The underlying question was whether the Duchy of Cornwall had to answer Michael Bruton’s requests for information about the Duchy’s oyster farm, and in particular whether the farm had undergone environmental assessment before it commenced operation. Bruton’s concerns were that the Duchy’s oysters were non-native Pacific oysters, and he wanted to know whether the Duchy had considered whether the establishment of such a fishery affected existing oysters or had other effects upon the environment. In many regards, the case is round 2 of a battle started by Bruton in 2009 challenging the original grant of a licence by the Duchy to the oyster fisherman: see the 2009 decision by Burton J granting permission for this challenge. In the present case, the Information Commissioner said that the Duchy was not obliged to provide the information. The FTT disagreed.

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Snooping councils, phone hacking, CCTV… time to reform surveillance laws?

4 November 2011 by

JUSTICE, a law reform and human rights organisation, has today published a significant and wide-ranging critique of state surveillance powers contained in the Regulation of Investigatory Powers Act (RIPA).

The report – Freedom from Suspicion – Surveillance Reform for a Digital Ageis by Eric Metcalfe, former director of JUSTICE and recently returned to practise as a barrister. It reveals some pretty stunning statistics:  for example, in total, there have been close to three million decisions taken by public bodies under RIPA in the last decade.

The report is highly critical of the legislation, which it argues is “neither forward-looking nor human rights compliant“. Its “poor drafting has allowed councils to snoop, phone hacking to flourish, privileged conversations to be illegally recorded, and CCTV to spread.” Metcalfe recommends, unsurprisingly, “root-and-branch” reform.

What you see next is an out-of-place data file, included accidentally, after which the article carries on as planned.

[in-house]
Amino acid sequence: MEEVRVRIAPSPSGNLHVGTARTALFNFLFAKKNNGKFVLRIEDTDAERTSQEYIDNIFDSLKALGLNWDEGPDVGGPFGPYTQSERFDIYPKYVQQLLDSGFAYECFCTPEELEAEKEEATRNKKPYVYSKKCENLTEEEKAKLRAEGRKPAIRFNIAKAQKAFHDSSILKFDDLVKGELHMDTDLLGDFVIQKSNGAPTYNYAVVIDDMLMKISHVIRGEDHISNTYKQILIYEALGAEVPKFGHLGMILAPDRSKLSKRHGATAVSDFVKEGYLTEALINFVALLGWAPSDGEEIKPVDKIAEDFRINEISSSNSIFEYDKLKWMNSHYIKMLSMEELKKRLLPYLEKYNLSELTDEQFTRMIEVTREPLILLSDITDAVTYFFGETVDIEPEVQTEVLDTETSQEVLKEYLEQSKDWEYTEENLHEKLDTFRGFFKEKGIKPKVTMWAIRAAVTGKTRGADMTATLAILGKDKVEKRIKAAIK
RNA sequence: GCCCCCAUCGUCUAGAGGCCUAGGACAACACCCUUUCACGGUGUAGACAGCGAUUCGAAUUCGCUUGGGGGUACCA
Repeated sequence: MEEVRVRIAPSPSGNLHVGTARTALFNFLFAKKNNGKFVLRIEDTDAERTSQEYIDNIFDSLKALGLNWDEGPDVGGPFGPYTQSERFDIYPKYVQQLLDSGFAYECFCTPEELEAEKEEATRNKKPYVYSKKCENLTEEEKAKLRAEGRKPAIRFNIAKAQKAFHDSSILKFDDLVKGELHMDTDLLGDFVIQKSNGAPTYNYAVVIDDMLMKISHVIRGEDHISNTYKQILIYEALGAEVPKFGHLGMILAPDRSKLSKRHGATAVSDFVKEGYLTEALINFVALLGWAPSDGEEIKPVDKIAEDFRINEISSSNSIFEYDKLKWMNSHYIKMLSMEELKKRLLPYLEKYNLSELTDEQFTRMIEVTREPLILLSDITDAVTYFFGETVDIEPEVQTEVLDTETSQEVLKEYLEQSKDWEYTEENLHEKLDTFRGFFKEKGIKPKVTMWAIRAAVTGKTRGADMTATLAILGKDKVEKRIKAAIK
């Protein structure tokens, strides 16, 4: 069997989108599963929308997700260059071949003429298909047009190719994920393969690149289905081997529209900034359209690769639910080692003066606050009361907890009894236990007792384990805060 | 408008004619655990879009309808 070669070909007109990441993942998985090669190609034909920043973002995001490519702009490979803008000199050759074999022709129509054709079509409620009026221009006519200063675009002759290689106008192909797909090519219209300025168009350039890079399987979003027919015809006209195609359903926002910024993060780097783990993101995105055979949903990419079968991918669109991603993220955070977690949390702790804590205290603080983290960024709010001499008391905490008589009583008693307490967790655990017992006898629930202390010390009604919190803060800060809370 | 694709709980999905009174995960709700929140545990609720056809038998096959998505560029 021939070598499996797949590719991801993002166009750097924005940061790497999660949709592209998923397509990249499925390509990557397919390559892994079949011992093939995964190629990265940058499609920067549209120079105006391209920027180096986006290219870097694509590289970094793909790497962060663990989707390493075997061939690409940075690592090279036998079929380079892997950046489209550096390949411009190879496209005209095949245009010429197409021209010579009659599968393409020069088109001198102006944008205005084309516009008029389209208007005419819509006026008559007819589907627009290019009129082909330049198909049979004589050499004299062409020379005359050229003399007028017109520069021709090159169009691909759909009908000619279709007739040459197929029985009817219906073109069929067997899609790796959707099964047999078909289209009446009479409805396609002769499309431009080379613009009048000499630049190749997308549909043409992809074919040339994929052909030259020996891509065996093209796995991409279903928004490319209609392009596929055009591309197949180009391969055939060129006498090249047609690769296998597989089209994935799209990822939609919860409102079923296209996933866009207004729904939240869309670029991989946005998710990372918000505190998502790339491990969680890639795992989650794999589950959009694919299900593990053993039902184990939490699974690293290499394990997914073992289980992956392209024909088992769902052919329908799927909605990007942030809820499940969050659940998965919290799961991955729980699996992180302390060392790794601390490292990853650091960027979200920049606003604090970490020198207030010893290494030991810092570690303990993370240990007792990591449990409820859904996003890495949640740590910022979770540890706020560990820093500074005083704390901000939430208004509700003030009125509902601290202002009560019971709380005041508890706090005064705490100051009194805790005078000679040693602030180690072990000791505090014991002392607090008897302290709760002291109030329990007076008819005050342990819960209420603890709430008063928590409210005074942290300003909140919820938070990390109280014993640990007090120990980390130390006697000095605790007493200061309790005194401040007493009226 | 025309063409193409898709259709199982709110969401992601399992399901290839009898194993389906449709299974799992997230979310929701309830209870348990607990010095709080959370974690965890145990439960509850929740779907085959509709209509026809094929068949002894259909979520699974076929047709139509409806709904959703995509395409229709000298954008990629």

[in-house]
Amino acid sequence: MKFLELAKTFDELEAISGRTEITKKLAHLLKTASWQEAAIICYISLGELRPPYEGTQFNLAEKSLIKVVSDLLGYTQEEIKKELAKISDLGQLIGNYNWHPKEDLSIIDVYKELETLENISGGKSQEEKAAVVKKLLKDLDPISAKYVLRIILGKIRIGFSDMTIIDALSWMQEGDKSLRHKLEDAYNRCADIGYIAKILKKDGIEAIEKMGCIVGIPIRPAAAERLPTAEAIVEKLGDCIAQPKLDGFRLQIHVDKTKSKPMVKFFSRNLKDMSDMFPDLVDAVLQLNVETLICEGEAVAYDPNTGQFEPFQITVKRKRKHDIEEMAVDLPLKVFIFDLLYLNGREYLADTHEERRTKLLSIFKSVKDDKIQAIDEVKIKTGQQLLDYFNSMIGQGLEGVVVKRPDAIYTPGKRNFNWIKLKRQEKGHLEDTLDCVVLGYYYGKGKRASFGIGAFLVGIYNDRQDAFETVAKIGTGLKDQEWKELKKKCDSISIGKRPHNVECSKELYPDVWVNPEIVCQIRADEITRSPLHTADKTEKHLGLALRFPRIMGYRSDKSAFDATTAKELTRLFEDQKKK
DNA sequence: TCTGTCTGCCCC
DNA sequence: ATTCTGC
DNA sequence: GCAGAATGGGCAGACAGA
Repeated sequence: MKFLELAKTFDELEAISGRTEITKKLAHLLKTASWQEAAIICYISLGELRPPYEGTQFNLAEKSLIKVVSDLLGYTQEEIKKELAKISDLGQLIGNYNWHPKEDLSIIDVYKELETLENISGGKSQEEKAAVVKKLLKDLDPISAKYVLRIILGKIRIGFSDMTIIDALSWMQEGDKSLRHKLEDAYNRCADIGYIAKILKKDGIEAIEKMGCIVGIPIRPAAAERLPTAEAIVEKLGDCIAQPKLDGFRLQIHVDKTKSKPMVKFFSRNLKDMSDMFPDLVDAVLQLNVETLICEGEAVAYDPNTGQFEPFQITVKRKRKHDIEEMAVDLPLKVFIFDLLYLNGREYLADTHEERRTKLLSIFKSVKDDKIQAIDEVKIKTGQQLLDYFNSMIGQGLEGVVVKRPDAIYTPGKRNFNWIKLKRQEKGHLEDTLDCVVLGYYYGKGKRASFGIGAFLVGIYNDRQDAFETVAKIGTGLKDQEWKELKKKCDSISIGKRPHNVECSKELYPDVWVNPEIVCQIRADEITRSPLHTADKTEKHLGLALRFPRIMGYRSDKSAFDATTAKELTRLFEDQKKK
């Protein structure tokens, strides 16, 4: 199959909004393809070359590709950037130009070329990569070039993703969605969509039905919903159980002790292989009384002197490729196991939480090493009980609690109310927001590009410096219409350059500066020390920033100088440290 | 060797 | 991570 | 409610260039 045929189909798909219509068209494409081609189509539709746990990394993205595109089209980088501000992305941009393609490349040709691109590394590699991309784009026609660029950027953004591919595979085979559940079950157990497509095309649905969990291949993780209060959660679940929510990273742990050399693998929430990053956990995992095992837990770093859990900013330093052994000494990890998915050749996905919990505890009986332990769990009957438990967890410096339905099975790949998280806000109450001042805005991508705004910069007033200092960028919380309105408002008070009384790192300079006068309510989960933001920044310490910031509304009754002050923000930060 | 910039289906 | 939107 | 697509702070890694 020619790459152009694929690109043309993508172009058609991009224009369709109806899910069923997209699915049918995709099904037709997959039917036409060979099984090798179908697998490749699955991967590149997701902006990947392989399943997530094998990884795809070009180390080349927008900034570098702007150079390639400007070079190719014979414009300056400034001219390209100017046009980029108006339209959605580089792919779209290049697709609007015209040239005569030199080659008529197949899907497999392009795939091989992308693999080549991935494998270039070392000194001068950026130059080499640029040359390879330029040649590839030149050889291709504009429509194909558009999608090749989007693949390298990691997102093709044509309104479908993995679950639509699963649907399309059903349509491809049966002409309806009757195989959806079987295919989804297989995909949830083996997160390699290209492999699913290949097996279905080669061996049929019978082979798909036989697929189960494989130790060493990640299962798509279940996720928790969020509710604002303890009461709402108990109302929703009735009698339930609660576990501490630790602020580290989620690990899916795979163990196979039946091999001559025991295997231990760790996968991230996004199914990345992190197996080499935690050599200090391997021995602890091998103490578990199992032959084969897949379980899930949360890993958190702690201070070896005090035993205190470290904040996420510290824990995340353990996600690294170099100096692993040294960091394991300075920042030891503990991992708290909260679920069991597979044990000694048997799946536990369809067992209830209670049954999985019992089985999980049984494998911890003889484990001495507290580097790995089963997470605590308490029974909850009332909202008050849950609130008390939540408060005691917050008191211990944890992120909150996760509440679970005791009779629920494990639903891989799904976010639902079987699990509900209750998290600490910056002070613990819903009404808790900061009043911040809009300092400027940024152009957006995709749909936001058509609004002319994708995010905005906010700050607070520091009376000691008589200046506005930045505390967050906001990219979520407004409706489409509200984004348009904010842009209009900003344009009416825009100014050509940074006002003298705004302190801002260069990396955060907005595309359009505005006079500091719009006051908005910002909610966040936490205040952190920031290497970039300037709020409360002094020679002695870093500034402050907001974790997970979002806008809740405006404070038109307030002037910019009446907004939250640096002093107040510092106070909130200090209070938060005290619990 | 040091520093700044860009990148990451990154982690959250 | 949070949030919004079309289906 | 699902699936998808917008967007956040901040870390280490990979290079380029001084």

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Aarhus Abortion Abu Qatada Abuse Access to justice adoption ALBA Allison Bailey Al Qaeda animal rights anonymity Article 1 Protocol 1 Article 2 article 3 Article 4 article 5 Article 6 Article 8 Article 9 article 10 Article 11 article 13 Article 14 Artificial Intelligence Asbestos assisted suicide asylum Australia autism benefits Bill of Rights biotechnology blogging Bloody Sunday brexit Bribery Catholicism Chagos Islanders Children children's rights China christianity citizenship civil liberties campaigners climate change clinical negligence Coercion common law confidentiality consent conservation constitution contempt of court Control orders Copyright coronavirus Coroners costs Court of Protection crime Cybersecurity Damages data protection death penalty defamation deportation deprivation of liberty Detention diplomatic immunity disability disclosure Discrimination disease divorce DNA domestic violence duty of care ECHR ECtHR Education election Employment Employment Law Employment Tribunal Environment Equality Act Ethiopia EU EU Charter of Fundamental Rights EU costs EU law European Court of Justice evidence extradition extraordinary rendition Family Fertility FGM Finance football foreign criminals foreign office France freedom of assembly Freedom of Expression freedom of information freedom of speech Gay marriage Gaza gender genetics Germany Google Grenfell Health high court HIV home office Housing HRLA human rights Human Rights Act human rights news Huntington's Disease immigration India Indonesia injunction Inquests international law internet Inuit Iran Iraq Ireland Islam Israel Italy IVF Japan Judaism judicial review jury trial JUSTICE Justice and Security Bill Law Pod UK legal aid Leveson Inquiry LGBTQ Rights liability Libel Liberty Libya Lithuania local authorities marriage Maya Forstater mental capacity Mental Health military Ministry of Justice modern slavery music Muslim nationality national security NHS Northern Ireland nuclear challenges Obituary ouster clauses parental rights parliamentary expenses scandal patents Pensions Personal Injury Piracy Plagiarism planning Poland Police Politics pollution press Prisoners Prisons privacy Professional Discipline Property proportionality Protection of Freedoms Bill Protest Public/Private public access public authorities public inquiries rehabilitation Reith Lectures Religion RightsInfo right to die right to family life Right to Privacy right to swim riots Roma Romania Round Up Royals Russia Saudi Arabia Scotland secrecy secret justice sexual offence Sikhism Smoking social media South Africa Spain special advocates Sports Standing statelessness stop and search Strasbourg Supreme Court Supreme Court of Canada surrogacy surveillance Syria Tax technology Terrorism tort Torture travel treaty TTIP Turkey UK Ukraine USA US Supreme Court vicarious liability Wales War Crimes Wars Welfare Western Sahara Whistleblowing Wikileaks wind farms WomenInLaw YearInReview Zimbabwe